If copyright law prohibits airing short clips from a 31-year-old hockey game, the law needs re-writing




Part of Tim Pawlenty's plan to win over Americans seems to involve airing old hockey highlights. A winning strategy? Doubtful. Illegal? ABC Sports says so. "It's a violation of our copyright and exclusive proprietary rights," a source at the network insists. "And they used our announcer's voice, which they are not allowed to do, either." The Pawlenty campaign says the ad is fair use.

I am not here to tell you who is correct as a legal matter.

But if our copyright law does prohibit using less than 10 seconds of footage from a hockey game that was played and broadcast more than three decades ago, it's time to drastically change the law. If I may direct your attention to Article 1, Section 8, Clause 8 of the United States Constitution:

To promote the Progress of Science and useful Arts, by securing for limited Times to Authors and Inventors the exclusive Right to their respective Writings and Discoveries.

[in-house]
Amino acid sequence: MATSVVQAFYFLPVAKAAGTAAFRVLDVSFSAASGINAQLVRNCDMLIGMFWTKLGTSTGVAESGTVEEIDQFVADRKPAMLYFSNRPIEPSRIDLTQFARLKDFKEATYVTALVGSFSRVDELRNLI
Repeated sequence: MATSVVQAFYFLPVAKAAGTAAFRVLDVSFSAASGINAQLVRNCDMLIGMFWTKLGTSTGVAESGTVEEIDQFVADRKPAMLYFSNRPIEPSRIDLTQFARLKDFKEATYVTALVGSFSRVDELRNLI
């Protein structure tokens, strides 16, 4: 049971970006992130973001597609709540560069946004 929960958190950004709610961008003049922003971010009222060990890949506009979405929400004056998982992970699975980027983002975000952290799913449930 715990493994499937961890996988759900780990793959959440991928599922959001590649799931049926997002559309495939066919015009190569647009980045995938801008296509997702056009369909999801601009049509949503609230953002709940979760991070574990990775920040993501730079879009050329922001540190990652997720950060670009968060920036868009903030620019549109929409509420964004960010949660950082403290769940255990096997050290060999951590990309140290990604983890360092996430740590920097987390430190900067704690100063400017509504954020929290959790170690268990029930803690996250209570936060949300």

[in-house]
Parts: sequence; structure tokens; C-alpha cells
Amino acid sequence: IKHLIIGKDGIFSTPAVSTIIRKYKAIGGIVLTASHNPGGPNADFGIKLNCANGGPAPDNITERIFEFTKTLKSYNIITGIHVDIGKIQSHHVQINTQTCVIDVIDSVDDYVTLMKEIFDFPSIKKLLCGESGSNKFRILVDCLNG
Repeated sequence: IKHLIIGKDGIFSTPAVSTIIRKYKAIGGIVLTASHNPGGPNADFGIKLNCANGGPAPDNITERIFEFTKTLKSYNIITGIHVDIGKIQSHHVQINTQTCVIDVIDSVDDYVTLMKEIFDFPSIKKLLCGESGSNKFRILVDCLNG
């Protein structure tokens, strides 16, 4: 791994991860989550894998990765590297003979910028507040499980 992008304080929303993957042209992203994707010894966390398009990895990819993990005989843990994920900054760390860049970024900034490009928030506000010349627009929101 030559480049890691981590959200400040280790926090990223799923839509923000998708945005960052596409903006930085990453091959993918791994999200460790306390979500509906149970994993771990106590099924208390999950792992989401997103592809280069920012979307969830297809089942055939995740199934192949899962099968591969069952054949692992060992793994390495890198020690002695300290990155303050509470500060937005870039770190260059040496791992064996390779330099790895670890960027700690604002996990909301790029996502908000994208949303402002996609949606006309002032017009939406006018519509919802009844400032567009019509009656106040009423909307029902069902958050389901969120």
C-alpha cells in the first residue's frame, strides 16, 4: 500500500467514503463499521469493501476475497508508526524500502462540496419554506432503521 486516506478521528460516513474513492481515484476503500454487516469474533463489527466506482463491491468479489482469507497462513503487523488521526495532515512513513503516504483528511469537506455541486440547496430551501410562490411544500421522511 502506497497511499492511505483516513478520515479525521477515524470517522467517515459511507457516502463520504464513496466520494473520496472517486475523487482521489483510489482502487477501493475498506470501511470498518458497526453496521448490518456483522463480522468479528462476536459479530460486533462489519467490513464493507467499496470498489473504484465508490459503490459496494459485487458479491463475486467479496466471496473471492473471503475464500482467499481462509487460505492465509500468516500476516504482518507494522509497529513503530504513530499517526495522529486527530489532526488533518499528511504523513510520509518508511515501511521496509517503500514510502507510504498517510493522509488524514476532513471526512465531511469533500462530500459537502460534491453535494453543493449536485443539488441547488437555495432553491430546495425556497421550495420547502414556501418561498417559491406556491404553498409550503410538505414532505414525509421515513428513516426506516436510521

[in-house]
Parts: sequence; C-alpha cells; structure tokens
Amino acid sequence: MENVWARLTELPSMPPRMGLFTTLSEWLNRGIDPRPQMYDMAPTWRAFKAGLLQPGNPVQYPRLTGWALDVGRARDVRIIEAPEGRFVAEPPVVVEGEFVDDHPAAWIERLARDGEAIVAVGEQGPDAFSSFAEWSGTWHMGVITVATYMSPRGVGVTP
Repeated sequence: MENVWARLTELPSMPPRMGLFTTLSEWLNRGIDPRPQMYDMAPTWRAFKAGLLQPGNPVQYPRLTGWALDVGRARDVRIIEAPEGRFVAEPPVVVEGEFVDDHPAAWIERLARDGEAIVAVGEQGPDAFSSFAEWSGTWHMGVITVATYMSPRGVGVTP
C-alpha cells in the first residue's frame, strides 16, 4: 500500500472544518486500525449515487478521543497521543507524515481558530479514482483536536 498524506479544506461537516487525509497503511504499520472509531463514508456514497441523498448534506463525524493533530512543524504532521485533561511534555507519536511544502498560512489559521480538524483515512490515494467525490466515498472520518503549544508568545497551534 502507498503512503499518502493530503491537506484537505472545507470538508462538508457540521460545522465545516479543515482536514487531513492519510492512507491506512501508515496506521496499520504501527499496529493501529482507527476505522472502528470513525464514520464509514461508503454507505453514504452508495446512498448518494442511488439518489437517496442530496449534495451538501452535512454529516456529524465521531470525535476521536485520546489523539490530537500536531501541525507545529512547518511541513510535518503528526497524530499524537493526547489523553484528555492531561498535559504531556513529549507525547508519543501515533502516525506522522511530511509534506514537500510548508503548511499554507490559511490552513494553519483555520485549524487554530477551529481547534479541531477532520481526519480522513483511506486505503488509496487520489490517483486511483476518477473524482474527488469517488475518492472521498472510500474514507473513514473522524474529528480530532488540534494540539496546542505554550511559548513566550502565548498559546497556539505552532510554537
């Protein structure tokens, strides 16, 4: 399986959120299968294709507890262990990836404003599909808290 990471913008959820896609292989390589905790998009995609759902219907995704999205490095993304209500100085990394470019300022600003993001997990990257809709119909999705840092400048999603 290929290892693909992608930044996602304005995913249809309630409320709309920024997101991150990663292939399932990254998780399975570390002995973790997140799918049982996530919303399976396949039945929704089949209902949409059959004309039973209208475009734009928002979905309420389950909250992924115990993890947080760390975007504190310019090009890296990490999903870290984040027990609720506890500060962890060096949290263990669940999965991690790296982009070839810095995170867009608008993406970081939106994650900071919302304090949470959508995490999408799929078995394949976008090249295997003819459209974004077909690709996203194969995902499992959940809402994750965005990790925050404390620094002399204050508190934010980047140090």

Is progress in human knowledge or the arts somehow promoted by preventing the use of old sports footage in political commercials? Searching my brain for a plausible affirmative argument, I cannot find one. Does this specific ad even diminish the economic value of rights to the broadcast? It's hard to see how. Footage of the game is all over YouTube. And who on earth even remembers the "Miracle on Ice" if it doesn't bubble up in national media culture every so often?